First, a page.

Revista Brasileira de Ornitologia 25(3): 226–230. SHORT-COMMUNIC ARA TICLE TION September 2017 A Swinhoe's Storm-petrel (Hydrobates monorhis) in French Guiana: the first record for South America 1,3 2 2 2 Robert L. Flood , Jonathon Simon , Jéréme Tribot & Kévin Pineau FitzPatrick Institute of African Ornithology, DST-NRF Centre of Excellence, University of Cape Town, Rondebosch 7701, South Africa. Nature Reserve of Ile du Grand-Connétable, Association GEPOG, 15 Av Louis Pasteur, 97300 Cayenne, French Guiana. Corresponding author: live2seabird@gmail.com Received on 26 July 2017. Accepted on 31 October 2017. ABSTRACT: A Swinhoe's Storm-petrel (Hydrobates monorhis) captured in French Guiana in May 2017 is the first documented record for South America. The cir cumstances of the capture are presented and the process of identification is summarized. The origin of this bird and sightings of Swinhoe's Storm-petrel in the Atlantic are discussed. KEY-WORDS: Swinhoe's Storm-petrel, Hydrobates monorhis, Ile du Grand-Connétable. Swinhoe's Storm-petrel (Hydrobates monorhis) breeds in the hut and dropped unharmed to the ground. All storm- the northern summer mainly on islands in the Yellow petrels previously recorded in French Guiana have been Sea and the Sea of Japan. It is a long-distance migrant, “white-rumped” (i.e. have white uppertail-coverts): the travelling in the non-breeding season mainly to the familiar Wilson's Storm-petrel (Oceanites oceanicus) and northern Indian Ocean, as far west as Somalia. There is nominate Leach's Storm-petrel (Hydrobates leucorhous), a handful of westerly records south of the equator in the and the vagrant Band-rumped Storm-petrel (H. castro southwest Indian Ocean. There has been an increasing sensu lato) (Tostain et al. 1992, Comité d'homologation number of sightings in the Atlantic north of the equator de Guyane 2016). However, the Ile du Grand-Connétable since first recor ded in 1983, though the origins and storm-petrel was “dark rumped” (i.e. had dark uppertail- breeding status of these birds are unknown (Flood & coverts) and warranted further study. Fisher 2013). This article documents the first recor d of The plumage aspect was recor ded, feathers were Swinhoe's Storm-petrel for South America. inspected for wear and moult, and the condition of the Ile du Grand-Connétable Réserve Naturelle is brood patch was noted. Biometrics were taken. A correct- an island nature reserve 15 km off the mouth of the sized ring was not at hand to ring the bird. The bir d was Approuague Estuary, French Guiana (about 4 49'N; kept safe in a box overnight. Next morning it was taken 51 55'W). The nature reserve was created to protect the out to sea on a motorboat, released away from shore breeding colonies of six seabirds: Magnificent Frigatebir d and predators, and flew off strongly until lost to view. (Fregata magnificens ), Brown Noddy (Anous stolidus), Photographs were taken at night, in the morning, and as Laughing Gull (Larus atricilla), Sooty Tern (Onychoprion the bird flew off after release. The tentative identification fuscatus), Cayenne Tern (Thalasseus sandvicensis Swinhoe's Storm-petrel (H. monorhis) was based on eurygnathus), and Royal Tern (T. maximus). Flood & Fisher (2013). A description of the storm-petrel A seabird monitoring program for Ile du Grand- and photographs were sent to R.L.F. who confirmed t he Connétable involves weekly visits April–December, identification (Figs. 1A–F). including a few days on the island mid breeding season (May), and fortnightly visits January–March. Mist nets DESCRIPTION are used to capture breeding gulls and terns but are unlikely to capture a storm-petrel. No storm-petrel had been seen on or from the island prior to May 2017. Main features of plumage aspect: overall dark with K.P. and colleagues visited Ile du Grand-Connétable contrasting pale upperwing-covert bars. Strong gray cast to head and neck. Remainder of the plumage aspect had for a few days in May 2017. Overnight accommodation was a small hut with minimal lighting. On 25 May, strong brown tones. Body feathers and scapulars dark around 7:30 h, a storm-petrel collided with the roof of grayish-brown. Crucially, all uppertail-coverts wholly and Revista Brasileira de Ornitologia 25(3): 2017 First Swinhoe's Storm-petrel for South America Flood et al. Figure 1. Swinhoe's Storm-petrel Hydrobates monorhis, 26/27 May 2017, Ile du Grand-Connétable Réserve Naturelle, French Guiana (A–F). Photo author: J. Tribot. Revista Brasileira de Ornitologia 25(3): 2017 First Swinhoe's Storm-petrel for South America Flood et al. unequivocally dark grayish-brown. Contrasting warm- The “ dark-rumped” Matsudaira's Storm-petrel (H. toned buff-colored upperwing-covert bars: long, broad, matsudairae) is a potential vagrant to the central Atlantic. and fell short of the leading edge of the wing. White It's breeding and non-breeding ranges are similar to bases to outer primary shafts p6–p10. Underwing-coverts Swinhoe's Storm-petrel and there are records from and axillaries dark grayish-brown. Flight feathers dark offshore of Durban and Cape Town in South Africa, on grayish-brown in low contrast with the slightly paler body the margins of the South Atlantic. The plumage aspect is feathers, giving the impression of a mainly concolorous similar to Swinhoe's Storm-petrel – both exhibit strong plumage aspect. brown tones to the plumage aspect, have pale upperwing- Main features of structure: on release, after the initial covert bars, and pale forewing patches. However, there hurry to get away, wings long and quite broad, with are key differences in plumage aspect (notwithstanding medium-length hands, long arms, and fairly blunt wing the effects of light) and structure (mostly relevant to flight tips. Caudal projection medium-length. Tail held largely views) (Flood & Fisher 2013): closed in flight showing a shallow notch. Bill medium On Swinhoe's, the upperwing-covert bars are quite length and quite deep for a storm-petrel. Short-legged, conspicuous, being pale buff, long and broad, slightly typical of northern storm-petrels. curved though of fairly even width, and fall just short Moult and wear: remiges quite fresh. Upperwing- of the leading-edge. On Matsudaira's, they are rather coverts and rectrices had light to moderate wear. No inconspicuous, being dull buff, long and very broad, evidence of active moult. slightly curved though of fairly even width, and clearly Brood patch: 0/0 (i.e. feathered, not vascularised). reach the leading-edge. Sex: unknown. Actual wing measurements Matsudaira's normally has more obvious pale indeterminate against male/female measurements in forewing patches than Swinhoe's, head-on like aeroplane BWPi (2006, see Table 1). In any case, these wing landing lights. measurements were found to be unreliable in sexing birds The wings look proportionately large in both (Miles et al. 2014). species, but Matsudaira's has relatively longer and Elimination of confusion species: the similar-sized broader wings than Swinhoe's so that in flight its wings nominate Leach's Storm-petrel with a white “rump look proportionately very large. patch” is common in the Atlantic. Variation in the white Matsudaira's has a relatively small squarish head “rump patch”, discoloration, wear and moult, can lead to that looks oddly small relative to the size of the rest of the appearance of a dark “rump patch” (Flood & Fisher the bird; Swinhoe's has a relatively large squarish head 2013). The French Guiana storm-petrel had a full set of (emphasized by a robust bill, at least in some birds). uppertail-coverts that were in good condition and wholly Matsudaira's has a relatively long tail with a deep fork; and unequivocally all dark. In addition, Leach's Storm- Swinhoe's has a medium-length tail with a shallower fork. petrel rarely has white bases to the outer primary shafts, its That said, the biometrics of these two storm-petrels blackish-brown feathers bleach browner but do not acquire do not overlap, thus immediately ruling out the larger “strong” brown tones, and the upperwing-covert bars are Matsudaira's Storm-petrel (Flood & Fisher 2013). normally cool-toned grayish and not warm-toned buff. Table 1. Comparison of the biometrics of the Swinhoe's Storm-petrel (Hydrobates monorhis) captured in French Guiana with biometrics of birds captured in the northern Atlantic and biometrics published in the literature (lengths in mm and body mass in g; m = male, f = female). FRGU = French Guiana, FIBO = Fair Isle Bird Observatory (Scotland) (Miles et al. 2014), NORW = Røst (Norway) (T. Anker-Nillsen in litt. 2017), TYNE = Tynemouth (England) (Cubitt 1995), SPBP (Flood & Fisher 2013), APSW (Onley & Scofield 2007), PASN (Howe ll 2012), BWPi (Birds of the Western Palearctic interactive 2006), HBWa (Carboneras et al. 2017, in Handbook of Birds of the World alive). In parenthesis are sample sizes (n) where known. *Presumed erroneous. FRGU FIBO NORW TYNE SPBP APSW PASN BWPi HBWa Body mass 45 44.4–44.6 (2) 47.8 (1) – 38–43 65–78* – – 25.6–53.5 Total length 195 – – – 180–200 180–210 180–200 – 180–200 m 146–157 Wing length 151 154–159 (2) 158 (1) 164–167 (3) – 146–165 – – f 150–165 Wingspan 455 – – – 450–480 450-480 450–500 – 440–450 Head & bill 36.3 – 38.1 (1) –– – – – – length Bill length 15.5 14.1–14.5 (2) 13.9 (1) 14.5–14.9 (3) –– – – – Tarsus length 27.7 24.3–25.7 (2) – 24.4 (1) –– – – – Revista Brasileira de Ornitologia 25(3): 2017 First Swinhoe's Storm-petrel for South America Flood et al. Vagrancy potential is relatively low for the other Sea, and in the Mediterranean, completing the link to “dark-rumped” storm-petrels of the Pacific O cean. Even the Atlantic. However, this potential route has its sceptics since it involves an overland crossing (Morrison 1998). so, biometrics rule out the larger Black Storm-petrel Evidence to support the second possibility involves (H. melania), Markham's Storm-petrel (H. markhami), a few records from the Comoro Islands, offshore and Tristram's Storm-petrel (H. tristrami), and the Mozambique, and off the east coast of South Africa smaller Least Storm-petrel (H. microsoma) (Parkin 1995, (Flood & Fisher 2013, Carboneras et al. 2017, T. Howell 2012, Sausner et al. 2016). Of the species where Hardaker in litt. 2017). Swinhoe's Storm-petrel in the biometrics overlap, among other characteristics, the ashy- southwest of its range could follow the prevailing airflow gray plumage of Ashy Storm-petrel (H. homochroa) and and breakaway eddies from the warm southward flowing the blue-gray plumage of Fork-tailed Storm-petrel (H. Agulhas Current (e.g. Simon et al. 2013), around the furcatus) rule them out. The “Leach's/ leucorhous complex” southern tip of Africa into the South Atlantic (Bourne of the northeast Pacific includes “ dark-rumped” birds. Of 1991, 1992, Parkin 1995). Notwithstanding a possible these, Chapman's Storm-petrel (H. l. chapmani) is about Swinhoe's Storm-petrel off Cape Town, South Africa, the same size as Swinhoe's Storm-petrel, but it normally and two possible Swinhoe's Storm-petrels off Walvis Bay, lacks white bases to the outer primary shafts and some Namibia, there is no Atlantic record south of the equator birds have a paler gray “rump patch” (Howell 2012). (Flood & Fisher 2013, T. Hardaker in litt. 2017). Occurrence in the Atlantic Ocean: Swinhoe's Storm- That said, the presence of Swinhoe's Storm-petrel petrel is an enigma in the Atlantic Ocean. It was first in the northern Atlantic could be the result of ongoing recorded and trapped in 1983 on the Selvagen Islands vagrancy, a single large event, or an ancient relict population (Portugal), northeast Atlantic (Robb et al. 2008). Since (Bourne 1967, James & Robertson 1985, Bretagnolle et al. then, there has been a steady trickle of records in the 1991). DNA analysis of birds from Tynemouth (England), North Atlantic and identification has been confirmed and the Selvagen Islands, indicate that Swinhoe's Storm- using DNA (Bretagnolle et al. 1991). To July 2017, we petrels in the Atlantic Ocean and the Pacific O cean are know of 46 documented records (Flood & Fisher 2013, inseparable (Dawson 1992, Dawson et al. 1995). Thus, if Demey 2016, Rare Bird Alert UK, B. Patteson & K. there is a population inhabiting the Atlantic, rather than a Sutherland in litt. 2017): 20 trapped, 1 captured sick, 24 trickle of vagrants, then the population must have become observed at sea, and one heard only. Of these, 41 are from separated recently. Recent in terms of DNA analysis the northeast Atlantic, ranging from Norway to south of probably means no more than a few centuries ago, possibly the Cape Verde Islands and Mauritania, including the since the Little Ice Age ended in the 1700s. Climatic and Canary Islands, the Azores Islands, and the Mediterranean habitat variations may have permitted entry into the Sea. The remaining five recor ds are from the Gulf Stream Atlantic around the tip of South Africa. off Hatteras, North Carolina, USA. In this regard, the Ile du Grand-Connétable record A dark-rumped storm-petrel recorded off Madeira is significant. It extends the known Atlantic range to Island (Portugal) in 1829 was the first of its kind for the the South American continent and is a step forward to region and suggests that Swinhoe's Storm-petrel may have understanding the occurrence of Swinhoe's Storm-petrel been present in the North Atlantic for perhaps 200 years in the Atlantic Ocean. (Bourne 1990). However, breeding in the North Atlantic, though likely, is not proven. For example, in the Selvagen Islands, northeast Atlantic, there are records of males and ACKNOWLEDGEMENTS females, singing birds, and birds seen entering suitable crevices, but searches failed to confirm breeding (Silva et Information and data about Swinhoe's Storm-petrels al. 2016, F. Zino in litt. 2017). The recor d of a Swinhoe's was kindly given by Will Miles for Fair Isle, T. Anker- Storm-petrel on Ile du Grand-Connétable shows that in Nillsen for Norway, and Frank Zino for the Selvagen fact breeding could occur on any suitable island in the Islands. Leandro Bugoni, Trevor Hardaker, and Peter tropical and temperate Atlantic. Ryan together helped to confirm the status of Swinhoe's When and how Swinhoe's Storm-petrel arrived in Storm-petrel off South America and off southern Africa. the northern Atlantic is a mystery discussed in Flood We are grateful to our referees for their comments and & Fisher (2013). There are two possible routes from suggestions that helped to improve this article. the northwest Indian Ocean to the Atlantic Ocean: (1) Via the Red Sea and the Mediterranean Sea. (2) Via the southwest Indian Ocean, round the southern tip of REFERENCES Africa, and into the South Atlantic. Bourne W.R.P. 1967. Long-distance vagrancy in the petrels. Ibis 109: Evidence to support the first possibility involves 141–167. a small number of records off Eilat (Israel), in the Red Revista Brasileira de Ornitologia 25(3): 2017 First Swinhoe's Storm-petrel for South America Flood et al. Bourne W.R.P. 1990. The first dark-rumped petrel. 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Journal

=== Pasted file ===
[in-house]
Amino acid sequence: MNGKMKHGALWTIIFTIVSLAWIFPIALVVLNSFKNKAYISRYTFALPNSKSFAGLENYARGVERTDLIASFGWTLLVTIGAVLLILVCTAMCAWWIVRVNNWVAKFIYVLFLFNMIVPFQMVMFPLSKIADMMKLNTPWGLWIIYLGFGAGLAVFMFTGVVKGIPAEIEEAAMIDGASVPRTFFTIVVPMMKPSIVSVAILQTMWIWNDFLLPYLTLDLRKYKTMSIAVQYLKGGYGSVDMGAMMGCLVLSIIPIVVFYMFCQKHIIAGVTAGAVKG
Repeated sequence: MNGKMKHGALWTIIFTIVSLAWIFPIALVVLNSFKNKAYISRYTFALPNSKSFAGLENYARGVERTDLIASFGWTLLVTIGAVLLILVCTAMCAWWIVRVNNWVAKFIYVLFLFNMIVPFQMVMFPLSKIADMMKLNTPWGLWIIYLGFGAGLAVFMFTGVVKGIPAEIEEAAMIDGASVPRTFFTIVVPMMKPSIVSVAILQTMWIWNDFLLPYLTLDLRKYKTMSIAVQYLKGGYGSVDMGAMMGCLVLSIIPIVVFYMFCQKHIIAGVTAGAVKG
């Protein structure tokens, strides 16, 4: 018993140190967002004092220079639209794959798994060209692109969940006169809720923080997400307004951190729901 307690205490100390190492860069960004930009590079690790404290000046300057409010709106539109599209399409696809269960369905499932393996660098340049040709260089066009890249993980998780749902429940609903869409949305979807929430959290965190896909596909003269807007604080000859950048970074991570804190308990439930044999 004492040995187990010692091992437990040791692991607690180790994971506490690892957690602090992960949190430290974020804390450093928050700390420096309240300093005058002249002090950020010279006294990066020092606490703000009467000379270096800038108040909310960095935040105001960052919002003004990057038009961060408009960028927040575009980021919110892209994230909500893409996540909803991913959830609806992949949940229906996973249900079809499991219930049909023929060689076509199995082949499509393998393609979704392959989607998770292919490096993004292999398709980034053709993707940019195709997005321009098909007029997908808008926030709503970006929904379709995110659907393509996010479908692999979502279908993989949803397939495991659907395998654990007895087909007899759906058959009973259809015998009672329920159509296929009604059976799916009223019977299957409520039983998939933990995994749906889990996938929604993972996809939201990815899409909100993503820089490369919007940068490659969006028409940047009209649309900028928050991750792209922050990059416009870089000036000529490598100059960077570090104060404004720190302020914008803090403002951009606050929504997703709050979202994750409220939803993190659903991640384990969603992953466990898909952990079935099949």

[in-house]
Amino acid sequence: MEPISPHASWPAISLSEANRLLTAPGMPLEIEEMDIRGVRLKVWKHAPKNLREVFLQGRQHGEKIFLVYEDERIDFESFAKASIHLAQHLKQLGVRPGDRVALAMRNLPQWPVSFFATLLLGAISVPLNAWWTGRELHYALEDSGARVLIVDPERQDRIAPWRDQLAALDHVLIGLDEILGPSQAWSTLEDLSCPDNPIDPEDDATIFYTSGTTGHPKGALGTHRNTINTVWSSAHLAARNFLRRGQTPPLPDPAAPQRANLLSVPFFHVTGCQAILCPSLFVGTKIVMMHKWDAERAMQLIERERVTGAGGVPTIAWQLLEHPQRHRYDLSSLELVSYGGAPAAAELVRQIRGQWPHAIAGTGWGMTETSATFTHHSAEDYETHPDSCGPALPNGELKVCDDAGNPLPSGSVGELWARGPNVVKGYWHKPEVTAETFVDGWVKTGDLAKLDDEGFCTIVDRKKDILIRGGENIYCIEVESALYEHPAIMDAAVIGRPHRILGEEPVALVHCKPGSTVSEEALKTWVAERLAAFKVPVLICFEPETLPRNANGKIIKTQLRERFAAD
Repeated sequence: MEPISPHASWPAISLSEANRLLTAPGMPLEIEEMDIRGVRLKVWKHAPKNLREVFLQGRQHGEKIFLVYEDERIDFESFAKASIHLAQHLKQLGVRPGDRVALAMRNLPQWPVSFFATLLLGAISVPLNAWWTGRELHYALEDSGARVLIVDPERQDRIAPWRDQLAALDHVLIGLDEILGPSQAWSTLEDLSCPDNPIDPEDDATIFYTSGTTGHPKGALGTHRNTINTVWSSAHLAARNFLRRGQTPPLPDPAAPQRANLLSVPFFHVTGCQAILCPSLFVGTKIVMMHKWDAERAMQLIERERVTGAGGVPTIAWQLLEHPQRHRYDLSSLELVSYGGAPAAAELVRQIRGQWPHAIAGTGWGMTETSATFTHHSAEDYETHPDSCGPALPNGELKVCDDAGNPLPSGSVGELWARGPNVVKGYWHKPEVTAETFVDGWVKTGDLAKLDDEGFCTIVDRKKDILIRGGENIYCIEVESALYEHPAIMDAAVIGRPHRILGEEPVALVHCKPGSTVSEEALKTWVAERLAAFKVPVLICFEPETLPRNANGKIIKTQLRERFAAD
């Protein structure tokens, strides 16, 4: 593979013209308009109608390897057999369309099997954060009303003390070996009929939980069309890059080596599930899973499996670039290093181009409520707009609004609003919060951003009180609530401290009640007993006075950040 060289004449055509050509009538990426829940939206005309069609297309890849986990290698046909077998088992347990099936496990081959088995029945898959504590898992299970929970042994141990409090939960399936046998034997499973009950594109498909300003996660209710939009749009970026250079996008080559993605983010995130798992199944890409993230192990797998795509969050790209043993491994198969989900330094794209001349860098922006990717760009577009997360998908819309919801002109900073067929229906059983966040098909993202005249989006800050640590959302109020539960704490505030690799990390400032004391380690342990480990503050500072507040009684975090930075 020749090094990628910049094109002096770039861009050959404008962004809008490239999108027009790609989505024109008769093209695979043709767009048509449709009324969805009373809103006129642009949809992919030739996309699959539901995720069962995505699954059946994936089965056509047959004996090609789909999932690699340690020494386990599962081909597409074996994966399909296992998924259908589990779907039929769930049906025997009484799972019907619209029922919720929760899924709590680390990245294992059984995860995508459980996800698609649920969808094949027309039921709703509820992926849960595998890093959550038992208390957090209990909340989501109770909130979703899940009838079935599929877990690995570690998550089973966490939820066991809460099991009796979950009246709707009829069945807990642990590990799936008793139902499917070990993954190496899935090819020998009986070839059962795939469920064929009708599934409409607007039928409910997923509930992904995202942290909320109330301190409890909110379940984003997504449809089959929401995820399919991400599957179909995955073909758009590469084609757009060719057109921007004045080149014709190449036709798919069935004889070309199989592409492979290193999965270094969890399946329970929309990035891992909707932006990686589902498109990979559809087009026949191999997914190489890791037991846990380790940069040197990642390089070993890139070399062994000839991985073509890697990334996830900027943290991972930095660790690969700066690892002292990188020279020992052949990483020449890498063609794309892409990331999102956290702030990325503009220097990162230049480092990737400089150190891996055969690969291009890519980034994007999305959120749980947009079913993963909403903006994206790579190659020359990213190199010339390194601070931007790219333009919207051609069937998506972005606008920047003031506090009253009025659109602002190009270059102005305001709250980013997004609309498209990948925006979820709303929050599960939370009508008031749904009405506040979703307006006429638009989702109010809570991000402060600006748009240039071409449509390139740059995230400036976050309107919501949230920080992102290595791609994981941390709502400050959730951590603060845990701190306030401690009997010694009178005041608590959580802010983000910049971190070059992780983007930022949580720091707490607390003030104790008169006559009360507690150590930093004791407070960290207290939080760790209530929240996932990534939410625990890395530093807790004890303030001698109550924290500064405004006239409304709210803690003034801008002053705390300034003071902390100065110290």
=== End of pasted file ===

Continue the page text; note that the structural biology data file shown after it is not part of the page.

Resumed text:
Ornithology ResearchSpringer Journals

Published: Sep 1, 2017

Keywords: Swinhoe’s Storm-petrel; Hydrobates monorhis; Ile du Grand-Connétable